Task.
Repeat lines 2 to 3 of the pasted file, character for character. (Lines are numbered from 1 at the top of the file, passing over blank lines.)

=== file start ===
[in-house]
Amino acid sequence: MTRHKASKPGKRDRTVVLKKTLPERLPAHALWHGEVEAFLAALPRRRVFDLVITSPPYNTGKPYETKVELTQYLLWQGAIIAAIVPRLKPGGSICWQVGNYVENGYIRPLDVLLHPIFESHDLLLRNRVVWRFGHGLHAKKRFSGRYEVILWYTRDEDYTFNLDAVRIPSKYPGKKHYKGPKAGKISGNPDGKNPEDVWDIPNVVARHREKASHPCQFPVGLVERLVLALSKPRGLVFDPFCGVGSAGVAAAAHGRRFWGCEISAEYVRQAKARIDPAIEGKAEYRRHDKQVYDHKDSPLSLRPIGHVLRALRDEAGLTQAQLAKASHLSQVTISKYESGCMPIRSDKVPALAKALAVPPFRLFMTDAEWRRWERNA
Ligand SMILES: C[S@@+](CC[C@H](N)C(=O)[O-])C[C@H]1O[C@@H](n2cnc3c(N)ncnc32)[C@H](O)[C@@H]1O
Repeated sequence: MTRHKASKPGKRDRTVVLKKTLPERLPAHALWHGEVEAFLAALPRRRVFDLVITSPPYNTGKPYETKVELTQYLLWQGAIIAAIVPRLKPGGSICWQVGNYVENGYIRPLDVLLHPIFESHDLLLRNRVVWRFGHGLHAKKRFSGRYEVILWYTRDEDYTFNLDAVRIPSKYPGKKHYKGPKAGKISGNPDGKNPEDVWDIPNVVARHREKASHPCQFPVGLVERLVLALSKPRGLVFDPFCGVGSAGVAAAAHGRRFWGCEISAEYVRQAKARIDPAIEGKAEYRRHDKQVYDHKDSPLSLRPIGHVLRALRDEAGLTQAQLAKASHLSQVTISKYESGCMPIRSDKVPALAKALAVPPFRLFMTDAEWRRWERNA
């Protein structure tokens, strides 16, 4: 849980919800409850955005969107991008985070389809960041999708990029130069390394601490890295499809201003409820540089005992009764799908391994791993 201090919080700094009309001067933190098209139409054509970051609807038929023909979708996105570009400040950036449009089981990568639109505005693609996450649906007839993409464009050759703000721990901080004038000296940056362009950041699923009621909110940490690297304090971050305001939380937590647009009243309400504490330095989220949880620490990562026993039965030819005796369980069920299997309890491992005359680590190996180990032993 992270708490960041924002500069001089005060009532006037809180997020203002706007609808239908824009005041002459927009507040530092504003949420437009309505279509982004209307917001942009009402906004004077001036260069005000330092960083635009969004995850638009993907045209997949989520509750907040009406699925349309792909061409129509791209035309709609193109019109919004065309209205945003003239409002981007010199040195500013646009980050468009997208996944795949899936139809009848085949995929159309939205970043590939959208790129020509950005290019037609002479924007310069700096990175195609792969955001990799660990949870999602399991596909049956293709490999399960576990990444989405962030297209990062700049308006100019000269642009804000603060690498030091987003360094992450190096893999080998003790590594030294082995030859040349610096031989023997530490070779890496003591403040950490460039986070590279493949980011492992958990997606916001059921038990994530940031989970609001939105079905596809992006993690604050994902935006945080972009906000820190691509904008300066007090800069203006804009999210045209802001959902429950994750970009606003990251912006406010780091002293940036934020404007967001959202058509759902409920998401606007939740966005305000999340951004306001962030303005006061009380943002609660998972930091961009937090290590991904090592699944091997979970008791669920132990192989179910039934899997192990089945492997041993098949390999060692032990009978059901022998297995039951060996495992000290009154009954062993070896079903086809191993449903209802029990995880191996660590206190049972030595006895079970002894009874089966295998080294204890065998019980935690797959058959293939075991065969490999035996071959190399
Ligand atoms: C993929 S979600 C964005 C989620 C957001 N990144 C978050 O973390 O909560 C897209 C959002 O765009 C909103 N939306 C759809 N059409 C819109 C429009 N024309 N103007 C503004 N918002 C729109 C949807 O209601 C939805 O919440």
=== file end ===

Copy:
Amino acid sequence: MTRHKASKPGKRDRTVVLKKTLPERLPAHALWHGEVEAFLAALPRRRVFDLVITSPPYNTGKPYETKVELTQYLLWQGAIIAAIVPRLKPGGSICWQVGNYVENGYIRPLDVLLHPIFESHDLLLRNRVVWRFGHGLHAKKRFSGRYEVILWYTRDEDYTFNLDAVRIPSKYPGKKHYKGPKAGKISGNPDGKNPEDVWDIPNVVARHREKASHPCQFPVGLVERLVLALSKPRGLVFDPFCGVGSAGVAAAAHGRRFWGCEISAEYVRQAKARIDPAIEGKAEYRRHDKQVYDHKDSPLSLRPIGHVLRALRDEAGLTQAQLAKASHLSQVTISKYESGCMPIRSDKVPALAKALAVPPFRLFMTDAEWRRWERNA
Ligand SMILES: C[S@@+](CC[C@H](N)C(=O)[O-])C[C@H]1O[C@@H](n2cnc3c(N)ncnc32)[C@H](O)[C@@H]1O